Okay, lets go back to the beginning. After a particularly awesome sale on organic avocados at whole foods, I purchased a few too many of my favorite source of healthy fat. Fearing they would turn from vibrant, rich, and buttery green to slimy and mushy brown I took a leap of faith and froze my avocados. I quartered one avocado, peeled it and sealed it in a freezer safe bag. The second avocado was mashed with a squeeze of lemon before it met its frosty fate.
This winter has been a particularly busy season for my freezer. Storing abundant soups, curries, tomato sauces, and recipe elements has kept the cooler half of my fridge occupied. Freezing prepared foods as well as abundant ingredients helps save you money, prevent produce waist, and makes a home cooked meal a flash in the pan.
A few days later I pulled my avocados out of the freezer and thawed them for 20 minutes in a bowl of cold water. They returned to their rich and creamy state as I sliced them on a piece of ezekiel toast. So in honor of those delicious defrosted aligator pears, I present to you
5 SURPRISING FOODS YOU CAN FREEZE
AVOCADOS – Freeze quartered and peeled or mashed with a squeeze of lemon
FRESH HERBS – For whole sprigs, wash, pat dry with paper towels, wrap tightly in plastic wrap and place in a freezer bag. Freeze for up to 6 months. Alternatively, chop herbs and place in an ice cube tray. Pour a tablespoon or two of water or olive oil on top of the herbs and freeze. Transfer cubes to freezer bags; freeze for up to 6 months. To use, simply toss a cube into a skillet when the recipe calls for herbs and let the water cook off.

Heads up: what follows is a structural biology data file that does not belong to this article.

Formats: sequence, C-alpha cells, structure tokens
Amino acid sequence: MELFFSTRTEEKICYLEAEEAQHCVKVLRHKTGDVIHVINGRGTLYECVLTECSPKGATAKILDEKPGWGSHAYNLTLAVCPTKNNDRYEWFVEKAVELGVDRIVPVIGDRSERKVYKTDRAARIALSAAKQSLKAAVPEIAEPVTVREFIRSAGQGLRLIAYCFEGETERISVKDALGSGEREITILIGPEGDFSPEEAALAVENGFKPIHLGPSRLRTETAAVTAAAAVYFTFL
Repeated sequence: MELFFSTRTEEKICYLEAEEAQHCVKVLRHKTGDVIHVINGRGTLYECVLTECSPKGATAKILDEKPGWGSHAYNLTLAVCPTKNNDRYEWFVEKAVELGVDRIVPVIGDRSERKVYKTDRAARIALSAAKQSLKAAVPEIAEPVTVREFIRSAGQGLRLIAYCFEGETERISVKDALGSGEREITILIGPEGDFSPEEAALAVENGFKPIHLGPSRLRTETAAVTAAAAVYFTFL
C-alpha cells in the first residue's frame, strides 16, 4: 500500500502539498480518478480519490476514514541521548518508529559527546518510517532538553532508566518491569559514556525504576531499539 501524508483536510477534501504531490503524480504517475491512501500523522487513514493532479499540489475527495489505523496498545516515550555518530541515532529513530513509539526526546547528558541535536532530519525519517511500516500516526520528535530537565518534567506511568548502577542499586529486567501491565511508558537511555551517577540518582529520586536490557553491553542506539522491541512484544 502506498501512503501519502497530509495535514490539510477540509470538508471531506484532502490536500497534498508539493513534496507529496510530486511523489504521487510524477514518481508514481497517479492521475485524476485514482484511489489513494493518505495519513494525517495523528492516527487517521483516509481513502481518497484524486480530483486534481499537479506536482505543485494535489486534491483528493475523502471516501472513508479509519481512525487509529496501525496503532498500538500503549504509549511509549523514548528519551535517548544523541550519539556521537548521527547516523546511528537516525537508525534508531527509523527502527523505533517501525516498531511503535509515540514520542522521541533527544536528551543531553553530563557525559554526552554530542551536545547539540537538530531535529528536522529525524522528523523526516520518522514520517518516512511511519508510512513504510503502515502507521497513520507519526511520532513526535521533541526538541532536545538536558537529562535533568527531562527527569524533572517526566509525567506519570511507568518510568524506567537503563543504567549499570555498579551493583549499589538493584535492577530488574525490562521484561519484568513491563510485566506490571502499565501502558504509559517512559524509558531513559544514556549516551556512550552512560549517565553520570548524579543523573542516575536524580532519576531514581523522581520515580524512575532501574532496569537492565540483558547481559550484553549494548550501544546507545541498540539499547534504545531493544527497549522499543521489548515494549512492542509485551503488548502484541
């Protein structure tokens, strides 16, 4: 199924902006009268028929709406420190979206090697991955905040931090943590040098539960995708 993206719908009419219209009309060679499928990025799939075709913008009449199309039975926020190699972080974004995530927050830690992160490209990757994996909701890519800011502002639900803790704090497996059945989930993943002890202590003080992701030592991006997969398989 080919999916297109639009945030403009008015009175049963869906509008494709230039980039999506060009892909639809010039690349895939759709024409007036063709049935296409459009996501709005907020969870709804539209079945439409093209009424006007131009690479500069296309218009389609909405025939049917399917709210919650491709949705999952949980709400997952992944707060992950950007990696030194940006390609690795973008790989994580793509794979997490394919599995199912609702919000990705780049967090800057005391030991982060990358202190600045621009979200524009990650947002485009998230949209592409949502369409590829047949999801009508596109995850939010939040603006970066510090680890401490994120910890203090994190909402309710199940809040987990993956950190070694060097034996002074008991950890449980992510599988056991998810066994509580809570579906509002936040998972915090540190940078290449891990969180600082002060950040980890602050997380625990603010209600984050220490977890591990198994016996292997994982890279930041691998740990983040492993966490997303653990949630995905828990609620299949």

EGGS – Whisk together whites and yolks until just combined. Measure into an ice-cube tray, using 3 Tbsp. of the mixture per segment (3 Tbsp. is equivalent to 1 large egg). Freeze until solid, then transfer cubes to a freezer bag for up to 6 months.
CITRUS- Freeze lemons or limes whole and defrost for juice, or juice oranges into ice cube trays and transfer cubes to a freezer bag.
VEGETABLE STOCK – Reduce stock by half, allow to cool completely before pouring into small containers (once again, ice cube trays come in handy here).
Also good for freezing…
It’s true not all foods freeze well. Onions loose their flavor, while garlic’s flavor becomes more abundant when frozen. Water- rich vegetables like lettuce, tomatoes and celery become limp upon defrosting. It’s also really important to use proper freezing technique to keep food tasty when thawed. Try to keep air out of the containers by using freezer zip bags (these are thicker and more durable) or freezer air tight containers (if your using glass make sure to leave about 3/4 inch of space between the top of the food and the lid to prevent breakage). Keeping the air out, keeps the freezer burn away. Also, some vegetables benefit from a light-blanching before freezing. Blanching stops enzymatic activity that decays vegetables. These enzymes can survive freezing temperatures and continue the decaying process even though the food is frozen. In other words, your veggies will come out as vibrant as they went in. The Joy of Cooking has a comprehensive list of blanching times found here.
Extra Credit : 3 Ways to Defrost
1. In the refrigerator. This takes the longest time, but is the safest way especially when it comes to defrosting meat.
2. In a bowl of cool water. This gentle approach is great for frozen soups and veggies. Seal food in watertight bag and immerse in a large bowl of cool water. Change water every 30 minutes. Don’t use this process for more than 2 hours.
3. In the microwave. Easiest and fastest.